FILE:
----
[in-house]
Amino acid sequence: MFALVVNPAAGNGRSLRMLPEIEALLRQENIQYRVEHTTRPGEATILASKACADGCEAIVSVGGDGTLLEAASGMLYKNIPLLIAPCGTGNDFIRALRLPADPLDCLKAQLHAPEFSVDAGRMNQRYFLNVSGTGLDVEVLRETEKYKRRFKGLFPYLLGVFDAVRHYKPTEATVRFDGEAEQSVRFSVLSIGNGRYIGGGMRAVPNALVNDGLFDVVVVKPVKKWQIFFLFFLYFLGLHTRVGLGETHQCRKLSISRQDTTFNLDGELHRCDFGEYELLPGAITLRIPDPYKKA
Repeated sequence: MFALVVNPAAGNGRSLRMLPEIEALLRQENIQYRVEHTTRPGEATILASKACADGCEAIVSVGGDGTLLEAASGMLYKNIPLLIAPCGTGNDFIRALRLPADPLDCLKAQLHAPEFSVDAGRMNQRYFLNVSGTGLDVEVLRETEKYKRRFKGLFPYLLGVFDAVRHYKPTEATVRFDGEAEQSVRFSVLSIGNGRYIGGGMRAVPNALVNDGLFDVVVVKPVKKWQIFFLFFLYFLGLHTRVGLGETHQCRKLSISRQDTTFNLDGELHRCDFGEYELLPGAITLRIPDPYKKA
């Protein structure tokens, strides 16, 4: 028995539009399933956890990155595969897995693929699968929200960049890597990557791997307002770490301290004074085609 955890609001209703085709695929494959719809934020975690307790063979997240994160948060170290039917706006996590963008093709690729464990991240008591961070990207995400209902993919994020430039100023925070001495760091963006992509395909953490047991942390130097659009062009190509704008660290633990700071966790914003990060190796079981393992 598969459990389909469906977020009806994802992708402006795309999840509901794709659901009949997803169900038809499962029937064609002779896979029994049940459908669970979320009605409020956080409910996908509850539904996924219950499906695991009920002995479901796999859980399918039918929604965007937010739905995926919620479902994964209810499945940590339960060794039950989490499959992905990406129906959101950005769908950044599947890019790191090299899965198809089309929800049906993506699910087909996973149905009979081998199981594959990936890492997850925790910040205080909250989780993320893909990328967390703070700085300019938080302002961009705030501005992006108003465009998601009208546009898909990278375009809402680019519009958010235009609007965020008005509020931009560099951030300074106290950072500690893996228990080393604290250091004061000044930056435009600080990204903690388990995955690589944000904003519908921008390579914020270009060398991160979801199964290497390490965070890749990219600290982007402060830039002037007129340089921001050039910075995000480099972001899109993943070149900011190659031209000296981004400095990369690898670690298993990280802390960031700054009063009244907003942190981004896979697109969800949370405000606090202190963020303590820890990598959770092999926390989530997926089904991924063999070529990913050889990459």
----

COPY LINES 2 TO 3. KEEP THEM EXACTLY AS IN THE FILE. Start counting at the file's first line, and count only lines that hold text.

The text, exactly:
Amino acid sequence: MFALVVNPAAGNGRSLRMLPEIEALLRQENIQYRVEHTTRPGEATILASKACADGCEAIVSVGGDGTLLEAASGMLYKNIPLLIAPCGTGNDFIRALRLPADPLDCLKAQLHAPEFSVDAGRMNQRYFLNVSGTGLDVEVLRETEKYKRRFKGLFPYLLGVFDAVRHYKPTEATVRFDGEAEQSVRFSVLSIGNGRYIGGGMRAVPNALVNDGLFDVVVVKPVKKWQIFFLFFLYFLGLHTRVGLGETHQCRKLSISRQDTTFNLDGELHRCDFGEYELLPGAITLRIPDPYKKA
Repeated sequence: MFALVVNPAAGNGRSLRMLPEIEALLRQENIQYRVEHTTRPGEATILASKACADGCEAIVSVGGDGTLLEAASGMLYKNIPLLIAPCGTGNDFIRALRLPADPLDCLKAQLHAPEFSVDAGRMNQRYFLNVSGTGLDVEVLRETEKYKRRFKGLFPYLLGVFDAVRHYKPTEATVRFDGEAEQSVRFSVLSIGNGRYIGGGMRAVPNALVNDGLFDVVVVKPVKKWQIFFLFFLYFLGLHTRVGLGETHQCRKLSISRQDTTFNLDGELHRCDFGEYELLPGAITLRIPDPYKKA